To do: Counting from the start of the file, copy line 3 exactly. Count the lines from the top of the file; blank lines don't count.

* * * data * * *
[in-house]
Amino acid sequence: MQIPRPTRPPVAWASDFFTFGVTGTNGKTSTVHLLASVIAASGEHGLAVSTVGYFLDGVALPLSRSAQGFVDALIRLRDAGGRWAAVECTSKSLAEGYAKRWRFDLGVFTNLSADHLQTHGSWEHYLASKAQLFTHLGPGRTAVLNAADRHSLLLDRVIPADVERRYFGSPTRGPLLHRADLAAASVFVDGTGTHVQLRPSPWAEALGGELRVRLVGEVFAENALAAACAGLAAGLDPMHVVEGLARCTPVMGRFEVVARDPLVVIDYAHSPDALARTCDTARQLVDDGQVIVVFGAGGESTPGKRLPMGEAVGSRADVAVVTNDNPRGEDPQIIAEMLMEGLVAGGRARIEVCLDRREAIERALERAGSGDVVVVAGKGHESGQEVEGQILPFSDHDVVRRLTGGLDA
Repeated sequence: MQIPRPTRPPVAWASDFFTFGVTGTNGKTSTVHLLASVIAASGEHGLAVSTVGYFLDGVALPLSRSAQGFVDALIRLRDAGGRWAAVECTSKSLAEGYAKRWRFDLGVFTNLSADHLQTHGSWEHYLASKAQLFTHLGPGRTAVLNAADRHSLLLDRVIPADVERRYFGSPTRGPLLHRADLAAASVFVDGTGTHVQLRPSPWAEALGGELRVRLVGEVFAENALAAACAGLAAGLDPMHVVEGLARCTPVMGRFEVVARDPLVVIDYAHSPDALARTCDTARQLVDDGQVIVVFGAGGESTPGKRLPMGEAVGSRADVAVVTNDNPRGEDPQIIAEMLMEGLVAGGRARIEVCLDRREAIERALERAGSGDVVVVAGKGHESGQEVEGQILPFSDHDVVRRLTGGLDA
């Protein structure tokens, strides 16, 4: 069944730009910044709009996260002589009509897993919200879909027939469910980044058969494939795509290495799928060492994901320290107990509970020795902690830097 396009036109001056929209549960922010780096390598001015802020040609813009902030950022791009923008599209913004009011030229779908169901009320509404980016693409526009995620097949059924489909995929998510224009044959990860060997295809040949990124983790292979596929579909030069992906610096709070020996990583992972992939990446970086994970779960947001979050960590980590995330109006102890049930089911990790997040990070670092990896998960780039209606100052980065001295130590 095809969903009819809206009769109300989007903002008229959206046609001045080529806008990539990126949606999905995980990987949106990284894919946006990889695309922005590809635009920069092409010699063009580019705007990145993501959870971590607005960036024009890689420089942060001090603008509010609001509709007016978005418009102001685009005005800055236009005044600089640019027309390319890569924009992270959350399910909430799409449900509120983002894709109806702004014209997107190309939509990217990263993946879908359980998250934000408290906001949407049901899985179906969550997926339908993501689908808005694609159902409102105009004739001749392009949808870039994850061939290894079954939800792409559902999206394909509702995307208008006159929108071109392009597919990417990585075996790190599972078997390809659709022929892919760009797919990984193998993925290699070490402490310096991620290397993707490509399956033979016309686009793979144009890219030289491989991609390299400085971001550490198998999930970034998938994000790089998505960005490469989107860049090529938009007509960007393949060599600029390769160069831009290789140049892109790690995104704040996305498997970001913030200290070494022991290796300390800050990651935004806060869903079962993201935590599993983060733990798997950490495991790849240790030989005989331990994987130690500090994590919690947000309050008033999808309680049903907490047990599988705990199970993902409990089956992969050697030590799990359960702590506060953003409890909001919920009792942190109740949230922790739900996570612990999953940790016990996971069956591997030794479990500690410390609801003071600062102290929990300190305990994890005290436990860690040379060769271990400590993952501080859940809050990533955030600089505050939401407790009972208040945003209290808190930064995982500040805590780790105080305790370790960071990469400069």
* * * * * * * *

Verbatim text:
Repeated sequence: MQIPRPTRPPVAWASDFFTFGVTGTNGKTSTVHLLASVIAASGEHGLAVSTVGYFLDGVALPLSRSAQGFVDALIRLRDAGGRWAAVECTSKSLAEGYAKRWRFDLGVFTNLSADHLQTHGSWEHYLASKAQLFTHLGPGRTAVLNAADRHSLLLDRVIPADVERRYFGSPTRGPLLHRADLAAASVFVDGTGTHVQLRPSPWAEALGGELRVRLVGEVFAENALAAACAGLAAGLDPMHVVEGLARCTPVMGRFEVVARDPLVVIDYAHSPDALARTCDTARQLVDDGQVIVVFGAGGESTPGKRLPMGEAVGSRADVAVVTNDNPRGEDPQIIAEMLMEGLVAGGRARIEVCLDRREAIERALERAGSGDVVVVAGKGHESGQEVEGQILPFSDHDVVRRLTGGLDA